1% of humanity now displaced after biggest refugee rise, says UN

More than 30 million children are currently displaced

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One per cent of the world's population were displaced from their homes by the end of 2019, the UN refugee agency said on Thursday as they called on countries to do more to help those people get home or build a new life.

The agency's annual Global Trends Forced Displacement report, released ahead of World Refugee Day on Saturday, said a total of 79.5 million people were displaced at the end of 2019, an almost two-fold increase since 2010. The group estimates 38 to 43 per cent of these are children, tens of thousands of whom are unaccompanied.

The total number is up with 11 million "newly displaced" people from 70.8 million displaced by the end of 2018.

More than half of those now displaced, 45.7 million people, had fled to other areas of their own countries. The rest were people displaced elsewhere, 4.2 million of whom are awaiting the outcome of asylum requests, while 29.6 million are refugees and others forcibly displaced outside their country.

The new tally of internally displaced people (IDPs) and refugees has increased by 10 million in just a year. The surge in numbers can be attributed to conflicts in the Democratic Republic of Congo, the Sahel, Yemen and Syria and a better accounting of Venezuelans outside of their country.

Displaced people by country of origin. UNHCR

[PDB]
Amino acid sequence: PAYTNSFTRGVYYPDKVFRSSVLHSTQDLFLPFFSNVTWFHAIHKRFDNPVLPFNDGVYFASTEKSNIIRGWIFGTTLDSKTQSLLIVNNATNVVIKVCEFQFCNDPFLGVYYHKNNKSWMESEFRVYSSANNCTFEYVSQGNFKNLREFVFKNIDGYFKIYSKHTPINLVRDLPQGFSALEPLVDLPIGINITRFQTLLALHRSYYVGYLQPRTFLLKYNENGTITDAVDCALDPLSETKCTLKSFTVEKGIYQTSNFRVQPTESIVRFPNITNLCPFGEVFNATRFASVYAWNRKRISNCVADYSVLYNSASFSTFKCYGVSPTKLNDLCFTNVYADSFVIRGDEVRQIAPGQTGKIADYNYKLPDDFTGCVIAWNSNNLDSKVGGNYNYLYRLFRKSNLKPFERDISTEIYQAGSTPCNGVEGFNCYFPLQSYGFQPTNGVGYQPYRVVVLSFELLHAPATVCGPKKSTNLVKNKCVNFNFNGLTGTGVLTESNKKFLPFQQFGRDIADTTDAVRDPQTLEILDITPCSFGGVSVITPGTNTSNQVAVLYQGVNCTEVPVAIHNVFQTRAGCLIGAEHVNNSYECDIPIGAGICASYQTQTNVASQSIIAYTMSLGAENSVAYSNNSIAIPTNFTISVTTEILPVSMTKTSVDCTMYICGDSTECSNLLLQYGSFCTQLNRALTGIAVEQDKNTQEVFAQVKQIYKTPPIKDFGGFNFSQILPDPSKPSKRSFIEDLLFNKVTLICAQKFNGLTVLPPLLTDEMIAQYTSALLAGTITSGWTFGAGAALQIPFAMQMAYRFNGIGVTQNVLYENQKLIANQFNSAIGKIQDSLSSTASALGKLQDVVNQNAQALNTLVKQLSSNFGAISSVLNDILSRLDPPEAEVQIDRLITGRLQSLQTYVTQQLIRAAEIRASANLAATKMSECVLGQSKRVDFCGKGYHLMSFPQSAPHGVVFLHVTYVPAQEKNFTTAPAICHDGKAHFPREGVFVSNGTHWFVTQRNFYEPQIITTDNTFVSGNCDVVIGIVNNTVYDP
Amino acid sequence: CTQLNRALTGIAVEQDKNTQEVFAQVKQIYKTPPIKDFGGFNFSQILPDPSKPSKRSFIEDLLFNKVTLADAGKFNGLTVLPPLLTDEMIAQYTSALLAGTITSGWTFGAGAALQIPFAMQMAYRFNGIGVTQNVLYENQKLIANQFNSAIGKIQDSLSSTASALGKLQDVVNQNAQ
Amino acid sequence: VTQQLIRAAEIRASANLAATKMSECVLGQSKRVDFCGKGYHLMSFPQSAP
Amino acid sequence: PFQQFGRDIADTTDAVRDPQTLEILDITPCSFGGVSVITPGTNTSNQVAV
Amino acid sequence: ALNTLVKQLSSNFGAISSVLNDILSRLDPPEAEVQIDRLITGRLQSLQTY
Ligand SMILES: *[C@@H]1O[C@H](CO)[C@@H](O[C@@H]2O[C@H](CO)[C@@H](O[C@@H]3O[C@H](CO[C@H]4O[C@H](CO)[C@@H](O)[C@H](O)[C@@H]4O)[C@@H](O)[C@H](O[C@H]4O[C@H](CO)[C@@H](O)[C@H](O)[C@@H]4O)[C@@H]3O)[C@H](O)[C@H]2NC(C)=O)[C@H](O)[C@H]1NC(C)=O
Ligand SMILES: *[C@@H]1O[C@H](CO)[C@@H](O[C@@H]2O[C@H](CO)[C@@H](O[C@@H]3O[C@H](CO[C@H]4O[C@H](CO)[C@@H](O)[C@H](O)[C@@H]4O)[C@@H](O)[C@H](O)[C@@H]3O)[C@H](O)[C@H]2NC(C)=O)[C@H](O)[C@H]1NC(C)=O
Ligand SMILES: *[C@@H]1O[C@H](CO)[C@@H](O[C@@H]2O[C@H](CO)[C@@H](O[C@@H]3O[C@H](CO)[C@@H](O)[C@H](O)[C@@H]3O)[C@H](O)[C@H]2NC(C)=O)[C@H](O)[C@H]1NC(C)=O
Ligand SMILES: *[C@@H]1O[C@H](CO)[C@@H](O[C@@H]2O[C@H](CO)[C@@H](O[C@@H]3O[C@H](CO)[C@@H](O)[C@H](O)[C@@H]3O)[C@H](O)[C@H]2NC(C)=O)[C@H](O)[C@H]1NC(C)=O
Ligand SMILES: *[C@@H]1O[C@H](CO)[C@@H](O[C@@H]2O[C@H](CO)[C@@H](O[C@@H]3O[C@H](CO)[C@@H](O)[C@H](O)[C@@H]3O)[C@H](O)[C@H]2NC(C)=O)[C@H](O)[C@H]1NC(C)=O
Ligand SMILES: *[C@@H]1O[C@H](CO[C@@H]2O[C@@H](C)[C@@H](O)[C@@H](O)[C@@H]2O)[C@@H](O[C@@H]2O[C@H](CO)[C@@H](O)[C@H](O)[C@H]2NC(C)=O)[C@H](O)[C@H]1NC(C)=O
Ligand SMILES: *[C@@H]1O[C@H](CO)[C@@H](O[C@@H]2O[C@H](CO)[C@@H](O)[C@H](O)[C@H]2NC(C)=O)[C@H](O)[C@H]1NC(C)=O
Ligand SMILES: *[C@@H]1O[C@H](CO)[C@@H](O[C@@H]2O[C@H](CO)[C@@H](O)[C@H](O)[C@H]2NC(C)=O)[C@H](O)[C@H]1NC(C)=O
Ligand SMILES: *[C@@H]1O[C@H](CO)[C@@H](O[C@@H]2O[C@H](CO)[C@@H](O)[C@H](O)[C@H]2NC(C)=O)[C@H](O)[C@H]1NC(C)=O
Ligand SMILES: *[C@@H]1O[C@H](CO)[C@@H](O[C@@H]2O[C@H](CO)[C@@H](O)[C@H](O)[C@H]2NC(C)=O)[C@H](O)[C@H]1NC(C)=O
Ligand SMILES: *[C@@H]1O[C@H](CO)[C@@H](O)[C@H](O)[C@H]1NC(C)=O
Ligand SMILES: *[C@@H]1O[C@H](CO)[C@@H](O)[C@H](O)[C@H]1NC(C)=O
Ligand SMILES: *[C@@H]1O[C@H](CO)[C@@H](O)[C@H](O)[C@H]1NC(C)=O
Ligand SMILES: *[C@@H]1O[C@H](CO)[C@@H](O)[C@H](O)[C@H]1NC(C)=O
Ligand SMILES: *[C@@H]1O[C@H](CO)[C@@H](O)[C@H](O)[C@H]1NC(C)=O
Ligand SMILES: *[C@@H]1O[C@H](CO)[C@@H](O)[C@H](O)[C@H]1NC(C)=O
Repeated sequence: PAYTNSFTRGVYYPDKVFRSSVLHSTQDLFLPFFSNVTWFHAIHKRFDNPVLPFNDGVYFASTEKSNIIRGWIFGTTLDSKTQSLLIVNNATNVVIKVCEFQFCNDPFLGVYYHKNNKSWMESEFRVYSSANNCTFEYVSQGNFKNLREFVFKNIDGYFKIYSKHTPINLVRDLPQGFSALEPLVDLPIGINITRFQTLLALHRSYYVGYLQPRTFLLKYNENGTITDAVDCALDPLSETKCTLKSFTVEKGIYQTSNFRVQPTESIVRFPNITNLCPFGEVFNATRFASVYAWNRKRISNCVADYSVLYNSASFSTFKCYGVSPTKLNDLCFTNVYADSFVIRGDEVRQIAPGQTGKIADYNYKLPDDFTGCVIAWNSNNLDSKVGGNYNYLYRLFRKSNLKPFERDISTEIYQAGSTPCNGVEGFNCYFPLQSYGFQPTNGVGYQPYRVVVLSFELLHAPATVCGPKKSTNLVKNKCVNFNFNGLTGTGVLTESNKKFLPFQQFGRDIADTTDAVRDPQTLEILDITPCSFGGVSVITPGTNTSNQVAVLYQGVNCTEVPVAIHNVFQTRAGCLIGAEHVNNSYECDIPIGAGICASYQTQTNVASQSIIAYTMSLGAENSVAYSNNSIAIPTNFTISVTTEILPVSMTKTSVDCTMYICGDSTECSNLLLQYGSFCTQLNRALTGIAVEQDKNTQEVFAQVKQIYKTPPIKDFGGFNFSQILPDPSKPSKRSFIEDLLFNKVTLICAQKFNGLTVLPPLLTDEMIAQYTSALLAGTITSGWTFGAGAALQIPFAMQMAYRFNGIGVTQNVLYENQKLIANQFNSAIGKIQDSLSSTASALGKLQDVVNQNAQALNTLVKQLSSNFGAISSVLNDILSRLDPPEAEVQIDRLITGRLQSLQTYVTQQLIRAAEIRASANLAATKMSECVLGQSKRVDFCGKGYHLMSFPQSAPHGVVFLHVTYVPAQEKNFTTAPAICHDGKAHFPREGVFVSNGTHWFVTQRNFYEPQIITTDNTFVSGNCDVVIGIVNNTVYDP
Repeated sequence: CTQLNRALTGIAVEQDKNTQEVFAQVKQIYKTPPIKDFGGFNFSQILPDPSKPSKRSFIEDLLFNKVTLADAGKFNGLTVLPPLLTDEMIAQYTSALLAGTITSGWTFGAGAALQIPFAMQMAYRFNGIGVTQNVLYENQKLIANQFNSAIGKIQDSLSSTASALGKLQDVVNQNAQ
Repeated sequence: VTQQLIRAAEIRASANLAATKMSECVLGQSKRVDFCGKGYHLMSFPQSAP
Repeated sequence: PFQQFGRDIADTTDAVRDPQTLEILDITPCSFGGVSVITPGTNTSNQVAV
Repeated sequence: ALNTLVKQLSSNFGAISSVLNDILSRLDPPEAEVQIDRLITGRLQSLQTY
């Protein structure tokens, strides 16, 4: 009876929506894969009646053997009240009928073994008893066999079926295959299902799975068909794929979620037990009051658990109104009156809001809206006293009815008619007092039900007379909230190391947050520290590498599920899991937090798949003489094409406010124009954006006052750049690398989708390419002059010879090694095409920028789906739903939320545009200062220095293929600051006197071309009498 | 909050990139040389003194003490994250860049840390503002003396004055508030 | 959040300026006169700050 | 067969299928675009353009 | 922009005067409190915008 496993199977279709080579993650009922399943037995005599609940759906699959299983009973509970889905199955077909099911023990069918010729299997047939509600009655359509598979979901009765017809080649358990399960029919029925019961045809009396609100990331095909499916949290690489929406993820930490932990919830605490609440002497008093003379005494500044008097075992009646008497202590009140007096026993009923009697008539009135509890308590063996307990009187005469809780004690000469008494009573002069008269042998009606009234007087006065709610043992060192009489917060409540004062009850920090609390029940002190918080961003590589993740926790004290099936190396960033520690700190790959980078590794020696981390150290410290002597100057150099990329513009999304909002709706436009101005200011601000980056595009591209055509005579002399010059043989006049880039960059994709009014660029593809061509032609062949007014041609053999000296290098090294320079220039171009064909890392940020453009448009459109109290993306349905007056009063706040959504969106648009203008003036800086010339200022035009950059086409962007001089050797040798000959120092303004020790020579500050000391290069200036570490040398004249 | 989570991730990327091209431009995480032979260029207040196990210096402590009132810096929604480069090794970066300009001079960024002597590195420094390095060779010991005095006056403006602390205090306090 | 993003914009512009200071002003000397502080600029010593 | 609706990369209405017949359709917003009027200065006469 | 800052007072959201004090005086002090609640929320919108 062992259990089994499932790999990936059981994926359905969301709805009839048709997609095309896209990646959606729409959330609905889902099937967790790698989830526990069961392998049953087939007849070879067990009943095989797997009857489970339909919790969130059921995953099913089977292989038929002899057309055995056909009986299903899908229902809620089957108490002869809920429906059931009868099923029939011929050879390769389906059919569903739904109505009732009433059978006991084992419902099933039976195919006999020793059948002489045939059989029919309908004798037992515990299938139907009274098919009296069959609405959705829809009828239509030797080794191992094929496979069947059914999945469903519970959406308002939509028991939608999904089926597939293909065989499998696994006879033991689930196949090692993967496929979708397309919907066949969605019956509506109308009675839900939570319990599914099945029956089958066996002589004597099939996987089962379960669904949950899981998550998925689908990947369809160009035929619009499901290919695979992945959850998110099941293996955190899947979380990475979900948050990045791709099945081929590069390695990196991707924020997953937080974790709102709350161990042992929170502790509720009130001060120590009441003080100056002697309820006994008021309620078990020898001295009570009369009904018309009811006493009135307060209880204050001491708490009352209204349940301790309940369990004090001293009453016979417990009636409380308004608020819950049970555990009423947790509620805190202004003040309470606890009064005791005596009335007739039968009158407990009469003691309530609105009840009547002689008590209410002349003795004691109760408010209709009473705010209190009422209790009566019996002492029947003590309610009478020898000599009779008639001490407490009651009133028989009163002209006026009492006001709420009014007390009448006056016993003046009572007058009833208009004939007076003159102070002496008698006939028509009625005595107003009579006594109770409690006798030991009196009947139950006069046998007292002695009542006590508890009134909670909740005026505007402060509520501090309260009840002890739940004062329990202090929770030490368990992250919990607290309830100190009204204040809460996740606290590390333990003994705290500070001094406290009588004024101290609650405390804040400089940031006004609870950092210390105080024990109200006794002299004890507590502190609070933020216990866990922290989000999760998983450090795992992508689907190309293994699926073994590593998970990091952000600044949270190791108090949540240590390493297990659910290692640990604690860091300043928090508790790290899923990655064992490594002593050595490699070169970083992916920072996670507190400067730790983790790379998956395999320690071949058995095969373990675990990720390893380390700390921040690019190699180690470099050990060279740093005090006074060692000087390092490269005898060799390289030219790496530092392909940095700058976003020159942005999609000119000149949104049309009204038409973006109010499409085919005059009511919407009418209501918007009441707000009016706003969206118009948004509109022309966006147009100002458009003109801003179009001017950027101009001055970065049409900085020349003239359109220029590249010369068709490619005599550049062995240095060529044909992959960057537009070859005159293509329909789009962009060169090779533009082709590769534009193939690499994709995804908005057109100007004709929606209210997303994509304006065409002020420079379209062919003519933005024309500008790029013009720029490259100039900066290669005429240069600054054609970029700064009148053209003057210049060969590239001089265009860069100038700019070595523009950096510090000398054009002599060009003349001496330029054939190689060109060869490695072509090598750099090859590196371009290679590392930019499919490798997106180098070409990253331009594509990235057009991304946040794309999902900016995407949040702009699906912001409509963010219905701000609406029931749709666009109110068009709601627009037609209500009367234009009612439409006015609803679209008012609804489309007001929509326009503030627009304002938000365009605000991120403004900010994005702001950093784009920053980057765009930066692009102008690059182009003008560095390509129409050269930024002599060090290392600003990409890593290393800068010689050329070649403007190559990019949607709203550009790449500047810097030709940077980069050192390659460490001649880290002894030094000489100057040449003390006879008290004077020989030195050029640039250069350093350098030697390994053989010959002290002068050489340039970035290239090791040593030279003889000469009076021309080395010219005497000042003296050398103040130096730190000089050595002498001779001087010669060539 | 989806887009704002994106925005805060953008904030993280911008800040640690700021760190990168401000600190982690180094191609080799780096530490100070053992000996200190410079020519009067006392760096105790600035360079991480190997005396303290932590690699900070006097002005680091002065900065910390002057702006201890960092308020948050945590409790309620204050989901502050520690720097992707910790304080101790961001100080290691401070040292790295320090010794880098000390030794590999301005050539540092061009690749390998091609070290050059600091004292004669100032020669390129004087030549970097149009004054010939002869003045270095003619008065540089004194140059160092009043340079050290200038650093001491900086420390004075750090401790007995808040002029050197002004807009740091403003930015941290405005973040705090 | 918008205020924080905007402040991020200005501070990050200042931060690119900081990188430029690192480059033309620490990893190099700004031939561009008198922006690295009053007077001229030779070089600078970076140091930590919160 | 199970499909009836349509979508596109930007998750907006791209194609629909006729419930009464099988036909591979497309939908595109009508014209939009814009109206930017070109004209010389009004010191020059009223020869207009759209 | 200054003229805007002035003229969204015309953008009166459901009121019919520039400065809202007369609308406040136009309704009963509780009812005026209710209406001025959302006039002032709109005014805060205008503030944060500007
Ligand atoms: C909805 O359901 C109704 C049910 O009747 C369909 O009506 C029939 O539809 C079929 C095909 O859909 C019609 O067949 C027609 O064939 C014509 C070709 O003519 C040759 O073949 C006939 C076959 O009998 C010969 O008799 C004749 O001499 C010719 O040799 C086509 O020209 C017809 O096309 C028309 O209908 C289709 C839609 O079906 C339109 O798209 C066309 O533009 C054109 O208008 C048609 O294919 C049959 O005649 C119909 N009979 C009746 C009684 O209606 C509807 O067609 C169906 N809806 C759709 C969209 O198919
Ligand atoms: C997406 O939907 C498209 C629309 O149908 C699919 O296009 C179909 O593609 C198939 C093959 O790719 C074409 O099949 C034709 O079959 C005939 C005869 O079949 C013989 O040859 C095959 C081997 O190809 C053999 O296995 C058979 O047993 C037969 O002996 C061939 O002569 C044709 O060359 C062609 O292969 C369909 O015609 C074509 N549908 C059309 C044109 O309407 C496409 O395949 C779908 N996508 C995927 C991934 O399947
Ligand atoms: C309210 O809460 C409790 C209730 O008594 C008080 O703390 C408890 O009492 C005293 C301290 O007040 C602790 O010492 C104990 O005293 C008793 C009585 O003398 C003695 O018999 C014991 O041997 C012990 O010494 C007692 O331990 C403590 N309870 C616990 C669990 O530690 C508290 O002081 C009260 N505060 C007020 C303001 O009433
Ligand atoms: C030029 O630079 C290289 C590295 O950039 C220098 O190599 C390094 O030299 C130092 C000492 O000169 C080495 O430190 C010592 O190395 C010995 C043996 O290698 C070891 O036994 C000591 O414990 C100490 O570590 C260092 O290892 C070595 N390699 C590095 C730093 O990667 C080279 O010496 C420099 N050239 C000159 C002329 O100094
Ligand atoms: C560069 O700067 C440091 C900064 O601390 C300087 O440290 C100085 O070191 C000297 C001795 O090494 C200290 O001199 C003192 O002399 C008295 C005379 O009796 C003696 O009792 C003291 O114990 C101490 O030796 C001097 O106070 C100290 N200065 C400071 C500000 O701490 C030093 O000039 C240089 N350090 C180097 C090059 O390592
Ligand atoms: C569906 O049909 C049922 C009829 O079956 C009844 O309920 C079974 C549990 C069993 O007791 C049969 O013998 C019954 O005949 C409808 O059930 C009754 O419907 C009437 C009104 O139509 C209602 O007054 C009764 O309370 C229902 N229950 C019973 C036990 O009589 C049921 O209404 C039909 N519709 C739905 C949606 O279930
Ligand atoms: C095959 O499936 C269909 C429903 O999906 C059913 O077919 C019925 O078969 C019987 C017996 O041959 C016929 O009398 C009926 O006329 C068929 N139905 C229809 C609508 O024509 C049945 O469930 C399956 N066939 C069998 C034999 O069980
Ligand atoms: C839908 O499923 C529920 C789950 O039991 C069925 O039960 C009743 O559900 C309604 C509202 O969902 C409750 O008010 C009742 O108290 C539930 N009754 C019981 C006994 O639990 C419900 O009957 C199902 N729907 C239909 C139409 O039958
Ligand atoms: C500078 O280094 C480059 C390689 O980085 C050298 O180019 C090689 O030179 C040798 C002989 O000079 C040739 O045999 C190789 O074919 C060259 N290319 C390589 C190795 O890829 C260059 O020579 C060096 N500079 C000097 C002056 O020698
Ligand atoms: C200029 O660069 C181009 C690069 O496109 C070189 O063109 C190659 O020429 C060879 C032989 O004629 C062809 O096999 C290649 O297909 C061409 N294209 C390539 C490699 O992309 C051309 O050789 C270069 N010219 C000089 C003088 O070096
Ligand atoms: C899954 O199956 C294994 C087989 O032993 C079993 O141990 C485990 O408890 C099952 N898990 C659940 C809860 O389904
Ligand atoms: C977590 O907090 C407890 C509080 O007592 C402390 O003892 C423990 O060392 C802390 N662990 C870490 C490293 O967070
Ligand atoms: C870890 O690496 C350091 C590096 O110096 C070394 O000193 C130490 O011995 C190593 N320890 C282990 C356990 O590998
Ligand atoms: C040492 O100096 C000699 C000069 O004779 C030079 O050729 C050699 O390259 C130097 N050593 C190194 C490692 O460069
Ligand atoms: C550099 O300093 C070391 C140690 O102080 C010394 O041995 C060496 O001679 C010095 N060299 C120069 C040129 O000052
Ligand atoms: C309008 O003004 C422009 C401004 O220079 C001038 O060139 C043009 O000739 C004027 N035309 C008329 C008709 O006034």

Refugees, asylum seekers and IDPs from Syria’s nine-year war make up a sixth of the total number at 13.2 million people, the group estimated.

Conflicts keeping refugees from their homes are also lasting longer. In the 1990s about 1.5 million refugees were able to return home each year, compared with 385,000 last year.

“We are witnessing a changed reality in that forced displacement nowadays is not only vastly more widespread but is simply no longer a short-term and temporary phenomenon,” said Filippo Grandi, the  UN High Commissioner for Refugees.

“People cannot be expected to live in a state of upheaval for years on end, without a chance of going home, nor a hope of building a future where they are. We need a fundamentally new and more accepting attitude towards all who flee, coupled with a much more determined drive to unlock conflicts that go on for years and that are at the root of such immense suffering.”

Despite rhetoric from right-wing groups in European nations and the US on high intake of asylum seekers and refugees, only Germany made the top five host countries in 2019 with 1.1 million. Turkey hosted the largest number of refugees worldwide, with 3.6 million people.

Europe registered 9.2 million asylum claims over the past decade, the Americas 3.4 million and the Middle East and North Africa region about 633,000 individual asylum applications.

In terms of refugees in comparison to population, the small island nation of Aruba was found to host the most displaced people per 1,000 residents, mostly from Venezuela, only 29 kilometres away by sea. Refugees account for one-sixth of the population there.

In Lebanon, which hosts a huge number of Palestinian and Syrian refugees, one in every seven people in the country is a refugee.

But as displaced population continues to climb, little is being done to find sustainable, lasting solutions, the agency said. Only half a per cent of the world’s refugees were resettled in 2019 and only 317,200 refugees returned to their home countries, mostly to South Sudan, Syria and the Central African Republic.